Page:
Statement of Senator James M. Jeffords, I-Vt.
Oversight Hearing of the Senate Environment and Public Works Committee
To Examine Transportation Fuels of the Future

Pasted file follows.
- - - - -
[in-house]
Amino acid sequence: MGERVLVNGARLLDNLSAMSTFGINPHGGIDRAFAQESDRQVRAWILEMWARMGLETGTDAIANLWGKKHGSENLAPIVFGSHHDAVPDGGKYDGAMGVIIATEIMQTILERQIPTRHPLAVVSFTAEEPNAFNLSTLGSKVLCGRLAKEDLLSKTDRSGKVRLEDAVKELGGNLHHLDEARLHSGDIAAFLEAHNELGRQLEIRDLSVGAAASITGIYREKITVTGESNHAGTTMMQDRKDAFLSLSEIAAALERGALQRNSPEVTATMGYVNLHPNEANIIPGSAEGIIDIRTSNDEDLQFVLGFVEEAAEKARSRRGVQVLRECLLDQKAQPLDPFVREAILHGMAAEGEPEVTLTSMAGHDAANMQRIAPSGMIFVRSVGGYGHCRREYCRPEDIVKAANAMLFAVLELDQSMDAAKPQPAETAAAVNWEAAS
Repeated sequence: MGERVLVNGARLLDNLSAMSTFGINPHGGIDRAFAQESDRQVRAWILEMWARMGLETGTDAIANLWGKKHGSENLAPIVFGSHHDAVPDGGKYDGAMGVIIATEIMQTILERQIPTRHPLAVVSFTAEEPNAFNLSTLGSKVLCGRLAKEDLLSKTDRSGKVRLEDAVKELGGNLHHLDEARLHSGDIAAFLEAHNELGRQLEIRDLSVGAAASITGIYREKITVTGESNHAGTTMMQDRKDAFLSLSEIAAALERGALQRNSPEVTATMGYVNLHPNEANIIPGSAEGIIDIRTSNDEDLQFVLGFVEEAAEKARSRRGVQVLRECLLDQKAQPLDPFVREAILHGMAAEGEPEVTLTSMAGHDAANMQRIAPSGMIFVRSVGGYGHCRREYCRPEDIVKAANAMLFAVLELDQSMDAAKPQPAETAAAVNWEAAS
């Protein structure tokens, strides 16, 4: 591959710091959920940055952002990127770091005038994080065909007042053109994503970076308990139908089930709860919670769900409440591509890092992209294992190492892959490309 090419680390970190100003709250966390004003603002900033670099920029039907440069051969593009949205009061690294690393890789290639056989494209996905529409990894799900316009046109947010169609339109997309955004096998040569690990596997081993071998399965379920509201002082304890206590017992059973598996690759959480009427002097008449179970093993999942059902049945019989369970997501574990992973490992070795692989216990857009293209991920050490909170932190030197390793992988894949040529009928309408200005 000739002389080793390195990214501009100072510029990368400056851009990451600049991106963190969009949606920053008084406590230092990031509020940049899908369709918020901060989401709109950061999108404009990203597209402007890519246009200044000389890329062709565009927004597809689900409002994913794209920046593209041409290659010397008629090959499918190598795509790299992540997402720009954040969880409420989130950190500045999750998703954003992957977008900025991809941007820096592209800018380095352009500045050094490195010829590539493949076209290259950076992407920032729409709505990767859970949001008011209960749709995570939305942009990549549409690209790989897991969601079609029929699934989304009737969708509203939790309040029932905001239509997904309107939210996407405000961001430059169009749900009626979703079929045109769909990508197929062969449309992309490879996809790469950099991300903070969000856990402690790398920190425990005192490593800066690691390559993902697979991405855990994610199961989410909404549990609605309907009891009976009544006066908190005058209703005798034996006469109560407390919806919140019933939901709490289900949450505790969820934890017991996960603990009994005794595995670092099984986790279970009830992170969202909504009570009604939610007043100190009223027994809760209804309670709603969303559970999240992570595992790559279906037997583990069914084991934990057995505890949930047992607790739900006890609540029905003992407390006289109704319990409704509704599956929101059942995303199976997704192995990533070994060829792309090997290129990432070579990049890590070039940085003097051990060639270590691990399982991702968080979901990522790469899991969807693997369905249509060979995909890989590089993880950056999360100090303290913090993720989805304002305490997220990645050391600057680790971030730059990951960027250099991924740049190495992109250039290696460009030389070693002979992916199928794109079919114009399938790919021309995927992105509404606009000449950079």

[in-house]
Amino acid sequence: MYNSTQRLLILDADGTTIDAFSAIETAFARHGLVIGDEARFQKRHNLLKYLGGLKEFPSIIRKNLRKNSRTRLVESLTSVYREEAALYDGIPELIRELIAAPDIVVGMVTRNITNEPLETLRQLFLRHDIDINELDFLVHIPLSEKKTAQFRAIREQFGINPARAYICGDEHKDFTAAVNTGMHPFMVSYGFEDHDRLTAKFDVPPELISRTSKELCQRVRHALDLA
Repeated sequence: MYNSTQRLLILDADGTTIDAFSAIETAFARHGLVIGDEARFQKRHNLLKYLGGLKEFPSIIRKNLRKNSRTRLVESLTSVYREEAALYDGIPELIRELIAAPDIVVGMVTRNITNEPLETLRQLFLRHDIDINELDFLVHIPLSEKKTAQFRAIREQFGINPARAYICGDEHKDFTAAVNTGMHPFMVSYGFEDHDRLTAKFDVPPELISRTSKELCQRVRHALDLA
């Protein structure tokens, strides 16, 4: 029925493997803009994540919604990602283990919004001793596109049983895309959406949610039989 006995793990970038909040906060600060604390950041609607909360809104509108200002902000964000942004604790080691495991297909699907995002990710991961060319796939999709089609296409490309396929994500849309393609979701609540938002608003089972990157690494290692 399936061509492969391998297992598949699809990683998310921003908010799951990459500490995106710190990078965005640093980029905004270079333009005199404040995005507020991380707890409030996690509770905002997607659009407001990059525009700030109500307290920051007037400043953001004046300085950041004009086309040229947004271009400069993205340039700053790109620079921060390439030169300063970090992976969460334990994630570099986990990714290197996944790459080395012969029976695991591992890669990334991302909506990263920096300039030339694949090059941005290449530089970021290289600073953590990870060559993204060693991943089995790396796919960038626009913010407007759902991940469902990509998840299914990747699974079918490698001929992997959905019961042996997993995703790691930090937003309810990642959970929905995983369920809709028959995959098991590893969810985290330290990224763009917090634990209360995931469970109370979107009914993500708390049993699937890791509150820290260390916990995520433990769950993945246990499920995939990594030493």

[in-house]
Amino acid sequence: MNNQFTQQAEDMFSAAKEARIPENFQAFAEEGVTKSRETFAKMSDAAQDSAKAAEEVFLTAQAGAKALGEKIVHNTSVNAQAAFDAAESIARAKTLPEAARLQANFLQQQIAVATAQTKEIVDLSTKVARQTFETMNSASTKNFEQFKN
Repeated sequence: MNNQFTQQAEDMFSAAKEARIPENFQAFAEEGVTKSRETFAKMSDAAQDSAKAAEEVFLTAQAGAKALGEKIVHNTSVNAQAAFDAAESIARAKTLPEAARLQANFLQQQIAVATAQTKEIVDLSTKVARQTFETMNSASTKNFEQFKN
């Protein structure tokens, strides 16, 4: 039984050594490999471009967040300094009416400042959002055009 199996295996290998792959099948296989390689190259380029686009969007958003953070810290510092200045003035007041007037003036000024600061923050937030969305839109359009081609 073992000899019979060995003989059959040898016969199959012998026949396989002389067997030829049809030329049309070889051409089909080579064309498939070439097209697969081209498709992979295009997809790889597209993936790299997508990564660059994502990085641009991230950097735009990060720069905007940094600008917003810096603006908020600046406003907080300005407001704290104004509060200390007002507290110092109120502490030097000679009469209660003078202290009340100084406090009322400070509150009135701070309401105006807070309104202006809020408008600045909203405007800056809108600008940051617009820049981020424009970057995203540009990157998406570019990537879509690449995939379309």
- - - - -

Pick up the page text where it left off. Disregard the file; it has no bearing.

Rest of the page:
Thank you Mr. Chairman. I want to extend a welcome to the witnesses. I appreciate the time they have taken to appear before us today. Today's hearing is on transportation fuels for the future. As the Ranking Member of this committee, I agree that it is important that we have oversight hearings like this one that allows the panel and members alike to peek into the future and make educated guesses on what we will find there. Given that we are now in a new millennium, it seems to be a natural human inclination to wonder what the future will bring. But, particularly given the high pump prices we are now experiencing, we need to help shape that future into one that provides stable, clean domestic supplies of transportation fuels at affordable prices. Our lifestyle and economy in this country is based on the abundant supply of petroleum in the form of gasoline and diesel. Today, the internal combustion engine powers most of our vehicles. However, nothing lasts forever, and we are seeing our plentiful oil and low prices disappear. The outlook for petroleum reserves in the U.S. this century is not rosy. As the oil supply decreases, especially of clean burning sweet—or low sulfur—crude, prices will increase. We need to make sure that we have a good idea where we go next. We need to continue to increase our efficiency and reduce pollution in existing internal combustion engine designs and ultimately transition from a petroleum?based economy into a new clean fuel?based economy. Such a transition will be crucial to our national well-being into the next century and beyond. I do not mean to suggest that such a solution is easy. There are incredible complexities involved in forming a well?rounded and flexible approach to meeting the nation's fuel requirements, while at the same time protecting our environment. But, we have taken important steps. Our efforts to reduce harmful components, such as sulfur in fuels, and to boost the use of ethanol while maintaining refiner flexibility have worked well. It should be a model for our fuel and pollution policies today and in the future. When I visited Iceland last year, I rode on a fuel cell bus and saw first hand the promise of this technology. The fuel cell holds the possibility of marrying low or non?polluting engines with renewable fuels. This opens the possibility of a future free of the constraints of limited fuel and pollution. It is exactly the kind of environmentally friendly solution I have always advocated. These innovations have the potential to propel us into an era when driving a car or truck will no longer mean polluting the environment or using up scarce resources. Thank you, again, Mr. Chairman, and I look forward to hearing from the witnesses.